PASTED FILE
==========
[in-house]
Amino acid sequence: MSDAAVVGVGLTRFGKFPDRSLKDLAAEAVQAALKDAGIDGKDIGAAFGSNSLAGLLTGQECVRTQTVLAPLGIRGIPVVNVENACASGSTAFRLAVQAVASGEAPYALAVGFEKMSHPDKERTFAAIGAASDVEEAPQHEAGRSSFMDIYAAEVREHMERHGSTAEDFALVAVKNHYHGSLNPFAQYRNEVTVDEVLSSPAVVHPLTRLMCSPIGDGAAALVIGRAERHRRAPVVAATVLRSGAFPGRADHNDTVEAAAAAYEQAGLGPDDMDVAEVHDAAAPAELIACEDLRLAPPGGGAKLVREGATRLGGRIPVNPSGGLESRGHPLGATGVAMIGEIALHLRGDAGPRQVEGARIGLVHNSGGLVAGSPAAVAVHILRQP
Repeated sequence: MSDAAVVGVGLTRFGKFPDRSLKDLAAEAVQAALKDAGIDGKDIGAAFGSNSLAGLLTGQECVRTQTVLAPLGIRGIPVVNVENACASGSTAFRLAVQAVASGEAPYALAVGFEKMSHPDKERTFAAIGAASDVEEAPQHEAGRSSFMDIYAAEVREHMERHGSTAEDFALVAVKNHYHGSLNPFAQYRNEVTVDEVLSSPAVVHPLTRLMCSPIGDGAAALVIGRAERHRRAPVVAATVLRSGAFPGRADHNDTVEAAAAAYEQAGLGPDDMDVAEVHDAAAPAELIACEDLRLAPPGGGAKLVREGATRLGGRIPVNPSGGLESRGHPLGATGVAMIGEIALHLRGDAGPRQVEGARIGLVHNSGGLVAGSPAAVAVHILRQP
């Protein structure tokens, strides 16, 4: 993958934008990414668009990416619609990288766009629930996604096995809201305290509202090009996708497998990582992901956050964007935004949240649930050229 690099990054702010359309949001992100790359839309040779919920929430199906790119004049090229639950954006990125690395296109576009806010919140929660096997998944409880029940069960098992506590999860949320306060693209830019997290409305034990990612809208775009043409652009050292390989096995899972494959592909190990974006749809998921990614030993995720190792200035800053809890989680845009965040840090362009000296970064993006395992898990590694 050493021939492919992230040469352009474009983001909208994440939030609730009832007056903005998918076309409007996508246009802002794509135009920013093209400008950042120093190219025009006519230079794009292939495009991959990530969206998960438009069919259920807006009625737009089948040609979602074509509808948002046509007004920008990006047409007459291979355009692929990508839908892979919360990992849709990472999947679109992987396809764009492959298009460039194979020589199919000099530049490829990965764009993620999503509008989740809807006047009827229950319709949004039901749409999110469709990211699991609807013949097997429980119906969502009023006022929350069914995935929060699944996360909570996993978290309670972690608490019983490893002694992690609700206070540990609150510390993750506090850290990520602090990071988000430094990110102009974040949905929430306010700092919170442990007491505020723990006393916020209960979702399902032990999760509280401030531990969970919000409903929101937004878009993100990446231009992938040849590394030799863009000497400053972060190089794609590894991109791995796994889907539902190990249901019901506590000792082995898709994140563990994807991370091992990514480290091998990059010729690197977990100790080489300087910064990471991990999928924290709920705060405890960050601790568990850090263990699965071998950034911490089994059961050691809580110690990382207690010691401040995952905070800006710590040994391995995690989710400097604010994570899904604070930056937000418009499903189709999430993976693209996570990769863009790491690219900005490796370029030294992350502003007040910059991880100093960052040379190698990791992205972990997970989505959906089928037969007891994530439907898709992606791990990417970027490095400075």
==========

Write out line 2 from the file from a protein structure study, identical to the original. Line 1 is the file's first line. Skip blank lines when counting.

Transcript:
Amino acid sequence: MSDAAVVGVGLTRFGKFPDRSLKDLAAEAVQAALKDAGIDGKDIGAAFGSNSLAGLLTGQECVRTQTVLAPLGIRGIPVVNVENACASGSTAFRLAVQAVASGEAPYALAVGFEKMSHPDKERTFAAIGAASDVEEAPQHEAGRSSFMDIYAAEVREHMERHGSTAEDFALVAVKNHYHGSLNPFAQYRNEVTVDEVLSSPAVVHPLTRLMCSPIGDGAAALVIGRAERHRRAPVVAATVLRSGAFPGRADHNDTVEAAAAAYEQAGLGPDDMDVAEVHDAAAPAELIACEDLRLAPPGGGAKLVREGATRLGGRIPVNPSGGLESRGHPLGATGVAMIGEIALHLRGDAGPRQVEGARIGLVHNSGGLVAGSPAAVAVHILRQP